Archive for the 'web' Category

The Next Big Thing

October 23, 2006

With all the recent excitement about Second Life’s 1,000,000th “resident,” the buzz over the emergence of the 3D web is getting louder by the minute. Economist and columnist Patrick Cox compares the current state of the art to the early days of the World Wide Web, drawing parallels between the catalyzing effects of Netscape and new 3D virtual world technologies such as the Multiverse Network — a startup founded, perhaps not coincidentally, by Bill Turpin, one of the minds behind Netscape itself:

Like AOL and CompuServe a decade ago, virtual worlds exist as a relatively small number of isolated, walled-off realms, each requiring the user to download separate software. Just as the Internet did not become the social force it is today until Netscape tore down the walls separating Internet fiefdoms, virtual world technology is currently limited.

There is, however, something going on that has the potential to change that, and quickly. Not coincidentally, a team of core developers from Netscape’s early days is now developing the equivalent of a virtual world browser for MMOs. Called Multiverse, the company includes the same portentous entrepreneur noted above: Bill Turpin. His team includes Netscape veterans known throughout Silicon Valley, if not the world at large: Rafhael Cedeno and Robin McCollum, who built critical Netscape server technology still in use today, and co-creators of RSS; Jeff Weinstein, who coded the world-changing SSL; and Corey Bridges, Navigator product manager who then went on to launch companies like Netflix and Zone Labs. On the entertainment side, ex-physics major and film director/producer James Cameron, of Terminator and Titanic fame, has thrown his lot in with Multiverse, joining its board of advisors.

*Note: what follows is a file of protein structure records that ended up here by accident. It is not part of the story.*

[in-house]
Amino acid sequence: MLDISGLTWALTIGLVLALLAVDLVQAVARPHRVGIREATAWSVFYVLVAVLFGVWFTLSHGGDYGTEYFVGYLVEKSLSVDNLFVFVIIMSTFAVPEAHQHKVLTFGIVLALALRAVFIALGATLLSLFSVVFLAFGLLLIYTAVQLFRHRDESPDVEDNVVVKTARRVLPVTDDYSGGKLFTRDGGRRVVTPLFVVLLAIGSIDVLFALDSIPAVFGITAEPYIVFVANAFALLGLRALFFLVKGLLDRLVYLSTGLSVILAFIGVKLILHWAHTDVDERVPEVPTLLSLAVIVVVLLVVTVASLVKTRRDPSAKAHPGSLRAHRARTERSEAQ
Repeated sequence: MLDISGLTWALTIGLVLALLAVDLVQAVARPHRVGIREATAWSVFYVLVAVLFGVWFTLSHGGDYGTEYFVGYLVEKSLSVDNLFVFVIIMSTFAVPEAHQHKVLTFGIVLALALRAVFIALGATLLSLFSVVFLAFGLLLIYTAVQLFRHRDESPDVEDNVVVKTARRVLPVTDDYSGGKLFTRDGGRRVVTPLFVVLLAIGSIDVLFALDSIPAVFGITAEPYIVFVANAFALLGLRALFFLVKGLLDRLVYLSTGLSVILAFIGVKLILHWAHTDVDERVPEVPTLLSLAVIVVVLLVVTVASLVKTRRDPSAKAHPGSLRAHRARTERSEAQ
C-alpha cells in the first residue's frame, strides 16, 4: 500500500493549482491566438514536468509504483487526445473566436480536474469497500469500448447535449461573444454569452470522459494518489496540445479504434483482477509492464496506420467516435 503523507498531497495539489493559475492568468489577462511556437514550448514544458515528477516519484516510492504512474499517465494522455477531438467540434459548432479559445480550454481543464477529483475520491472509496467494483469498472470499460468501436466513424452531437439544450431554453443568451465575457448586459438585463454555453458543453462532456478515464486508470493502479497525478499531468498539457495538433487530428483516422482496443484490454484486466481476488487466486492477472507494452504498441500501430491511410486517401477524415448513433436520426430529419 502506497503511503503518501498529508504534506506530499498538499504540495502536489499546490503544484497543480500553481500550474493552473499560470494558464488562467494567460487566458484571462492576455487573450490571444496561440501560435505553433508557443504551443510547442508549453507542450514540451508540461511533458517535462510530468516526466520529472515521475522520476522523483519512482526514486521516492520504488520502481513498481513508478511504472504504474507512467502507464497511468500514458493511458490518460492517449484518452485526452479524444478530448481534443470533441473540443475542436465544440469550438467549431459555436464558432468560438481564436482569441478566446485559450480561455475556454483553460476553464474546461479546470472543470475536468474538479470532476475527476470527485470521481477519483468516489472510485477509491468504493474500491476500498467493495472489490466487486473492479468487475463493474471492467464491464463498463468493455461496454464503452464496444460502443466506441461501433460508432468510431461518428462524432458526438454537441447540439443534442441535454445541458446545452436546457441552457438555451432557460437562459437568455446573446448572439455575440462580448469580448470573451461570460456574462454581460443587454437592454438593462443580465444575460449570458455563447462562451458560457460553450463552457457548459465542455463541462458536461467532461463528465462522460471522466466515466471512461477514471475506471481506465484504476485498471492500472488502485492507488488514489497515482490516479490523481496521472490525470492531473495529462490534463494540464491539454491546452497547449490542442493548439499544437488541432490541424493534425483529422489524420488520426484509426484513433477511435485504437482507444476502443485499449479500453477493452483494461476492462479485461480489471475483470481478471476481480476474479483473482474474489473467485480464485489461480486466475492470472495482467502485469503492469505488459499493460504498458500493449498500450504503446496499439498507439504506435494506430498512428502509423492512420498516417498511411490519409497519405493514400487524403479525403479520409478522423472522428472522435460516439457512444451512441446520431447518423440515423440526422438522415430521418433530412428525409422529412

Their plan is to provide virtual world creators the client, server, and development tools to create an MMO world. The entire technology platform is free for non-commercial use, so academics are paying nothing to create economic, architectural, sociological and other simulations. For-profit enterprises would pay royalties, but only when their games or other applications collect money from consumers, not before.

This is significant because, until now, creating a complex virtual world required tens of millions of dollars in initial development costs alone. The Multiverse technology, currently in beta-testing, claims to lower the cost of virtual world production to a fraction of its current stratospheric level. For many purposes, such as personal online spaces, there would be no cost at all.

Most importantly, however, all these Multiverse-based worlds, and many are already in development, would be compatible. With the Multiverse client software, users will be able to access any virtual world built using the company’s technology. Virtual worlds will become, in effect, ubiquitous. The Metaverse. (TCSDaily)

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Identity, Photography and Flickr

September 27, 2006

German artist Sascha Pohflepp‘s continued investigation of how photo-sharing technologies like Flickr mediate self-perception recently rose to poetic heights with “Buttons,” a “blind camera” that captures not images but moments: